It seems Capgemini has realized its best bet for bringing business value to its customers is actually via its playing field towers—each a distinct single-tower approach. Each tower caters to a specific CxO audience, allowing for a triad of strategic footholds. So, Capgemini’s ace of spades is getting focused rather than going broad.

Exhibit 1: Capgemini’s Corporate Strategic Framework

Source: Capgemini, 2021

Performance during the pandemic has been strong, but its lower profit margins may expose Capgemini in the forthcoming talent dearth

With its focus strategy is bearing fruit, Capgemini has managed the pandemic well so far. Both revenue and operating margin are up for 1H 2021 (Exhibits 2, 3). Altran (newly christened as Capgemini Engineering) has been somewhat digested, and its leadership realizes there are additional valuable assets in the Altran family, like Cambridge Consultants and its creative consultancy frog being reborn yet again as part of Capgemini Invent.

Exhibit 2: Lumpy but improving – quarterly revenues of major IT service providers over the pandemic ($M USD)

Source: Source: HFS Research estimates and public data sources, 2021

However, in Exhibit 3, it’s clear that Capgemini’s operating margins are still relatively low compared to its peers, and the increasing cost to deliver services puts margins at further risk. While the firm did not report Q3 profit margin, it did upgrade its margin goal for the year to more than 12.7% (up from 12.5% – 12.7%). The next phase of the post-pandemic economy is to cope with the colossal attrition levels we see happening across all service providers; attrition currently ranges between 30% and 60% in India and 20% and 30% globally, and it’s increasing continuously in the current climate. Ultimately, the cost of salaries and new staff acquisition will add significant pressure to pricing and margins, and this is before we factor in the increase in travel costs we anticipate now that the pandemic is receding.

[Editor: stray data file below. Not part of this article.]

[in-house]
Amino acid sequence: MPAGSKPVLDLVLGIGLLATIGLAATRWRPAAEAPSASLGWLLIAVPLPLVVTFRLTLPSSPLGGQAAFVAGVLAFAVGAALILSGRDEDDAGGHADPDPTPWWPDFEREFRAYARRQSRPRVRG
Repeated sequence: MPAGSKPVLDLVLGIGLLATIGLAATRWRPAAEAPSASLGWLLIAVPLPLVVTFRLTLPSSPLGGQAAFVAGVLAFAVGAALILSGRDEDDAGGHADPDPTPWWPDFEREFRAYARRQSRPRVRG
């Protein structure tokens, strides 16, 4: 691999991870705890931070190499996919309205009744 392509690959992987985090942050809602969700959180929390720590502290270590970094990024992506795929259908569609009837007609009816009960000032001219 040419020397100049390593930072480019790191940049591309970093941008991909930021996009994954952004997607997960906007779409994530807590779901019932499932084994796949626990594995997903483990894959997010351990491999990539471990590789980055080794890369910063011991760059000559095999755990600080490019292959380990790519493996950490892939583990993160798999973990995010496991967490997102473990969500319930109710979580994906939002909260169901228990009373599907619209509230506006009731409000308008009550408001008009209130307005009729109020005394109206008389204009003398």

Exhibit 3: The “great resignation” is coming for your profit margins – quarterly profit margins of major service providers, 2020–present